The remaining chapters explore and develop these basic orientations in relation to several concrete topics. The first locus I choose is literary modernism, which is a privileged guide to the spiritual situation of Western humanity today, so much so that any apologetics and any fundamental theology worth its salt must take account of the vision of existence so subtly explored in the writings of Mallarmé, Proust, Rilke, Musil, Kafka, Joyce, Yeats, and Beckett. The second locus revisits the theme of “overcoming metaphysics,” showing how reliance on classical metaphysical procedures, as well as on a crypto-metaphysical phenomenology, has blocked the subtler play of judgment that theology requires. The third locus is the one Barth sets at the foundation of his dogmatics, the church’s experience of listening to the Word of God. I attempt to reflect anew on the interplay between the ultimacy of this experience and our keen sense of the fragility, pluralism, and brokenness of its conventional vehicles, especially scripture itself as it appears in a modern historical, literary, and ethical critique.
The fourth locus is religious experience, which is so often treated as sheer ultimacy that abolishes the play of reflective critique. I focus on the way it is intimately imbricated with historical and linguistic conventionalities, though not thereby losing its character of ultimacy. Next I turn to the tradition of apophatic theology, again seeking to correct absolutistic tendencies and to reconnect this tradition with a reflective thinking taking its cue from the incarnational economy and a sense of the concrete texture of religious conventions. Comparison with Buddhist and Vedantic apophasis further serves to bring this tradition into dialogue with contemporary critical judgment.
The sixth locus, the practice of interreligious dialogue, has become a shaping context of fundamental theology, no longer something that can be deferred as a speculative luxury or treated as a problem to be mastered and dispelled in a supplementary exercise known as “theology of religions.” That “the question of the ‘other religions’ can no longer be left until the end of a Christian systematic theology but should enter at the very beginning” (David Tracy) is now widely recognized, but this “question” goes deeper than differences about what is believed. It obliges us to develop a comprehensive method for assessing all religious interpretations and judgments.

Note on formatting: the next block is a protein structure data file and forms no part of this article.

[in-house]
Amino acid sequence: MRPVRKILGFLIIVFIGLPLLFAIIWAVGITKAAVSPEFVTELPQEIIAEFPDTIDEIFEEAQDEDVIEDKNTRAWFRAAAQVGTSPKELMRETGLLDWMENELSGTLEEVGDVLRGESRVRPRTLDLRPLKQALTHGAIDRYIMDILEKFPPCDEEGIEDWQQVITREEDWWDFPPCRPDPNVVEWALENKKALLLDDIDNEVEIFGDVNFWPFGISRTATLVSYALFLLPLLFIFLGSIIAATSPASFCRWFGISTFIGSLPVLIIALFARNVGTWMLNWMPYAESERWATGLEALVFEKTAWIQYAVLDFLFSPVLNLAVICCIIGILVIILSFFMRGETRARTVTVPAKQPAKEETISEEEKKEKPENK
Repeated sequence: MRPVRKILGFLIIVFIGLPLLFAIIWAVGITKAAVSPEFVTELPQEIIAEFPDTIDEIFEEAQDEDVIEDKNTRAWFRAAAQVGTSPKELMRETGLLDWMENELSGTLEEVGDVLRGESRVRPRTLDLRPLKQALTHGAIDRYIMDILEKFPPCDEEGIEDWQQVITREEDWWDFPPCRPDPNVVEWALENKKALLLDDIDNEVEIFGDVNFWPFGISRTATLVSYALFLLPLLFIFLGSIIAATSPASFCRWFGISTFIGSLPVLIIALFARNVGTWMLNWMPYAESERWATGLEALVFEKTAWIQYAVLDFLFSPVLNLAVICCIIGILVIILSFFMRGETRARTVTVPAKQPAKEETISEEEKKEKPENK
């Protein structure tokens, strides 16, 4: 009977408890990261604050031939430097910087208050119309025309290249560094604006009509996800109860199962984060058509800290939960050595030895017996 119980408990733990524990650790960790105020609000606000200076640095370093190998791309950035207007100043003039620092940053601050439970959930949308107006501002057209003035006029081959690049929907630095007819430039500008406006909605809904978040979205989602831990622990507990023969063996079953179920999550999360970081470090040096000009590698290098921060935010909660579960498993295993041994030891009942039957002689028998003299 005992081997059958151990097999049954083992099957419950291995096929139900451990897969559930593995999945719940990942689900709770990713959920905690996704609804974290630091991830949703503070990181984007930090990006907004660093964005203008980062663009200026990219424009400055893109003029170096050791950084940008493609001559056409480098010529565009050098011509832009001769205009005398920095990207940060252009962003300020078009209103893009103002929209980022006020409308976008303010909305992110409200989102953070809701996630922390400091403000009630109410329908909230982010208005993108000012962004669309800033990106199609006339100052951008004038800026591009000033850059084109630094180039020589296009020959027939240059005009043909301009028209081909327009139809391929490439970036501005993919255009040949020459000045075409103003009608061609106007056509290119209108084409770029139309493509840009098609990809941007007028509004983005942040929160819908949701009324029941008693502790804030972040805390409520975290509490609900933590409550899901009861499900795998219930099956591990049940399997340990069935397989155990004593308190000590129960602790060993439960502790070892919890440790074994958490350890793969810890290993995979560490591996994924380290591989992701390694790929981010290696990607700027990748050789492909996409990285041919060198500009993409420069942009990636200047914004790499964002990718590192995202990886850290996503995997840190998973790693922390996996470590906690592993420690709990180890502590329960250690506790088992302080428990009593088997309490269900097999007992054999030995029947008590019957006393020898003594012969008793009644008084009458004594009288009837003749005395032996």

Finally, I ask about the status of dogma in light of the foregoing, attempting to show how doctrinal questions can be envisaged afresh in light of the fundamental-theological perspectives here explored. I sketch a method of successive “steps back”: from bad metaphysics to good; from good metaphysical theology to the sobriety of dogma in its nucleus; from dogma to its alleged grounds in the world of scripture, where dogma is unsettled and new critical judgments on its achievement can be formulated; and within scripture from the Johannine vision of God and Christ to the historical Jesus and his Jewish thought-world (as an example of the many critical trajectories theology can follow within scripture in the search to demystify its dogmatic lore); and finally a Buddhist step back that assesses the entire development of monotheism, messianism, and Trinitarianism as a conventional construction to be brought back to the silence of the ultimate.
All seven loci are fields of conventional discrimination and are searingly skeptical about their own status. The artist trades in fiction; the metaphysician undercuts the traditional claims and methods of the discipline; the preacher attentive to the Word of God will constantly relativize the letter of scripture; the mystic’s immediacy cannot shake off its conventional mediations; the apophatic theologian is thrown back on cataphatic conventionalities; the religionist seeking a shared contemplative core of different traditions is embarked on an unending dialogue between finite histories, in which breakthroughs of ultimacy become as elusive as ghosts; the dogmatician proclaims his or her creed with adamantine conviction, but close examination of any given proposition leads to a blurring of clarities and a crumbling of definitiveness. The to and fro between ultimacy and conventionality in all seven fields generates a dynamic critical dialectic that is the hallmark of the activity of the spirit (or the Spirit) in the world of history, the flesh, the letter.
“Here then I conclude my entire critical enterprise” (I might venture to say with Kant) under the happy auspices of the University of Notre Dame, where I began writing the first volume of this trilogy in fundamental theology, Questioning Back, in 1982. Rather than “stride forward without delay to the doctrinal,” as Kant boldly did, I prefer to sustain a leisurely study of Buddhist sources, and thus to continue theology in the form of conversation. May it be an increasingly civilized, tolerant, imaginative, and reflective conversation, so that religious ideas become again a blessing rather than a bane to humankind.